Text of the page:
March 16, 2015 — As new lawsuits continue to be filed against Lumber Liquidators, one attorney in California has asked the Judicial Panel on Multidistrict Litigation (JPML) to consolidate 10 class actions into one federal court.
The judges may decide to establish a Multi-District Litigation (MDL) to centralize the litigation, reduce duplicative discovery, avoid conflicting pretrial rulings from different judges, and serve the convenience of the parties.
Since the motion was submitted, even more lawsuits have been filed. One of the most recent was filed last week on behalf of a couple from Orlando, and attorneys are seeking class action status, according to the Tampa Bay Times.
Lumber Liquidators is fighting back against allegations that they sell Chinese-made laminate wood flooring with toxic levels of formaldehyde. Those allegations went mainstream after a 60 Minutes investigation aired on March 1.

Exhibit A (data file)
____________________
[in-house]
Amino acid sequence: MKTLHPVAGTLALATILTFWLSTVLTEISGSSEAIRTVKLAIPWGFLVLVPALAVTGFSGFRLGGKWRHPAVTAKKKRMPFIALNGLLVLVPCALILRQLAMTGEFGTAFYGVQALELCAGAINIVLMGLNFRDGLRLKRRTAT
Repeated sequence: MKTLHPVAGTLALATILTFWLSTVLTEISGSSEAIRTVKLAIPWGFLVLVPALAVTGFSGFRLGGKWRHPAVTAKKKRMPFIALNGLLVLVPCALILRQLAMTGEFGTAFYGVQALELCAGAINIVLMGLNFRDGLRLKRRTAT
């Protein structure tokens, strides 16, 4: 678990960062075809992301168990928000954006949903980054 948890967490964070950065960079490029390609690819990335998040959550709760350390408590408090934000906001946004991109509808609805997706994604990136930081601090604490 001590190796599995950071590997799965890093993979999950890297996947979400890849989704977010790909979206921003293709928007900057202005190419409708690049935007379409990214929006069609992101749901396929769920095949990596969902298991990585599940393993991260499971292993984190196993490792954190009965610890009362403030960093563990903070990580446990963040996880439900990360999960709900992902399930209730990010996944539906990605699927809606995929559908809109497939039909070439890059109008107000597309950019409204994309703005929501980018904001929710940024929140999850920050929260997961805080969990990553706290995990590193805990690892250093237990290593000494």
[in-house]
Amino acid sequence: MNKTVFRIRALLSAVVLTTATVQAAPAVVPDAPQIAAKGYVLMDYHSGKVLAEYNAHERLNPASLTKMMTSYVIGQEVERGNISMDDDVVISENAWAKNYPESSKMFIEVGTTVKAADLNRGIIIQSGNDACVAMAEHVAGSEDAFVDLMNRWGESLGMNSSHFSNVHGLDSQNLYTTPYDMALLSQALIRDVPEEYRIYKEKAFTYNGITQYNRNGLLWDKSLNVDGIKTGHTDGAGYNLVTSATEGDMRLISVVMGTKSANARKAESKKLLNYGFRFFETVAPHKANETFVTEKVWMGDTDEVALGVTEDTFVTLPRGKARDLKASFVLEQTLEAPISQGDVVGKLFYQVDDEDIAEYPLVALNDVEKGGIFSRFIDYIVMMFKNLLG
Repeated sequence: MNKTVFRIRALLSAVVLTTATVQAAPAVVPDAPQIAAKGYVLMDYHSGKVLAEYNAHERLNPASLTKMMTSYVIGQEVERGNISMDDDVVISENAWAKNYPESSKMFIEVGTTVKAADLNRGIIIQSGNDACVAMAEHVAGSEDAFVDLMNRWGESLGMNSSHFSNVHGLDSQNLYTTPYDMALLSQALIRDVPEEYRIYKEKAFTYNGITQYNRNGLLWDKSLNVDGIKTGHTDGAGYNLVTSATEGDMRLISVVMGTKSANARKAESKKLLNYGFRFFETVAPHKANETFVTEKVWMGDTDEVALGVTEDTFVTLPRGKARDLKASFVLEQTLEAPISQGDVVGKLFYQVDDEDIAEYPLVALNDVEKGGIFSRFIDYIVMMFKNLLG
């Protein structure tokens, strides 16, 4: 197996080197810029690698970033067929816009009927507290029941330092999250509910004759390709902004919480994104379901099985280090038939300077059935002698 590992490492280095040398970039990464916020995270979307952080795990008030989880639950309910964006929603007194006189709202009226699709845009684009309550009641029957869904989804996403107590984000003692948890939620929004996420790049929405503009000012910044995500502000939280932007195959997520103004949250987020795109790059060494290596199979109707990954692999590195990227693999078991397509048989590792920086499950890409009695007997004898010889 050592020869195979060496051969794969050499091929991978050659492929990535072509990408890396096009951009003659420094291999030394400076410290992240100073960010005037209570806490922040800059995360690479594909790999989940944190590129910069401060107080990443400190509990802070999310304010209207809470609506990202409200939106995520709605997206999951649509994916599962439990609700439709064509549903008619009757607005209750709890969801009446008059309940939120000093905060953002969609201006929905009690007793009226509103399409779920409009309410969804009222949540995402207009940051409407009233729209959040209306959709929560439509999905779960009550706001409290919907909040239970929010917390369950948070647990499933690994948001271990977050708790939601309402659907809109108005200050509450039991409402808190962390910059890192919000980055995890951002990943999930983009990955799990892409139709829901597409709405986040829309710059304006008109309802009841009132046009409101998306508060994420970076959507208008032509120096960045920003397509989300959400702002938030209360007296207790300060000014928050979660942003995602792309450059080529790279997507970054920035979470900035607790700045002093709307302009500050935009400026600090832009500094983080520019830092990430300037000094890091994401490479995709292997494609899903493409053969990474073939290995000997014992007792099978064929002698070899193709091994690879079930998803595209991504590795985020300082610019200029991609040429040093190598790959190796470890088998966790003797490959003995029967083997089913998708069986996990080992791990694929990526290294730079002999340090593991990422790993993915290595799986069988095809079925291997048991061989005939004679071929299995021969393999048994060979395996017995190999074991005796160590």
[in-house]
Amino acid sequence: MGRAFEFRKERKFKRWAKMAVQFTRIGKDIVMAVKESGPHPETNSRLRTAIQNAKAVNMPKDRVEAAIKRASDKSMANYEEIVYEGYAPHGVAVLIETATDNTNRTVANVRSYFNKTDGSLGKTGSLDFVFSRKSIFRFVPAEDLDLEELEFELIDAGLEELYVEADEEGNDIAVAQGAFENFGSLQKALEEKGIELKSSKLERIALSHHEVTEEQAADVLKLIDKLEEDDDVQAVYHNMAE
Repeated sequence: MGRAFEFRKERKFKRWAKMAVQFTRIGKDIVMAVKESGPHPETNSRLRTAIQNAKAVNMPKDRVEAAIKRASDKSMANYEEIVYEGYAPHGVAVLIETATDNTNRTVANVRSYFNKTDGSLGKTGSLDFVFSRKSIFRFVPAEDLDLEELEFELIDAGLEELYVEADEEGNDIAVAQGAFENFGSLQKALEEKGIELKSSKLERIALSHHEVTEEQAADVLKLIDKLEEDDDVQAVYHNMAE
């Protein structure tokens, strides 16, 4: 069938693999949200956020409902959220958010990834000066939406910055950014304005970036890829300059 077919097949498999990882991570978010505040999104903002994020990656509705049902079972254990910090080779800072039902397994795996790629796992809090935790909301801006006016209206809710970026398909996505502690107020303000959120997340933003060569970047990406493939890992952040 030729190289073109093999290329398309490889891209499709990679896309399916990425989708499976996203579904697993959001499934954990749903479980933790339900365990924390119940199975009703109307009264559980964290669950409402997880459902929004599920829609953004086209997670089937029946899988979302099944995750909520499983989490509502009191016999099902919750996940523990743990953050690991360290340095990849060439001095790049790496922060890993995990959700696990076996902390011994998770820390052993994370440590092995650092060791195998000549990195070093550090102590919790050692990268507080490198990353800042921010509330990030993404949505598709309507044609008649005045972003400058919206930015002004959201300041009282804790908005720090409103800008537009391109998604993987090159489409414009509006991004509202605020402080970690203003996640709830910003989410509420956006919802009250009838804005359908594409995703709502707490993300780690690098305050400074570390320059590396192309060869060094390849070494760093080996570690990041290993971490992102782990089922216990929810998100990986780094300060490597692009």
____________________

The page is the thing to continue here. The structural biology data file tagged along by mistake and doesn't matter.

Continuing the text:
Lumber Liquidators says that 60 Minutes used a so-called “deconstructive test,” which is an approved method of testing but not required for compliance with formaldehyde emissions limits set by the California Air Resources Board (CARB).
Formaldehyde is a cancer-causing ingredient in glues and resins that hold particles of sawdust together in the fiberboard “core” of each laminated piece of wood. Formaldehyde is also an ingredient used in the glue between the fiberboard and the laminated surface.
The “deconstructive” test takes a finished board, rips off the laminated surface, sands the fiberboard, and tests emissions from the core. Understandably, formaldehyde emissions in the deconstructive test are higher than emissions from a finished product because formaldehyde is not sealed inside the board. The toxic gas still escapes, but at a slower rate than a deconstructed board.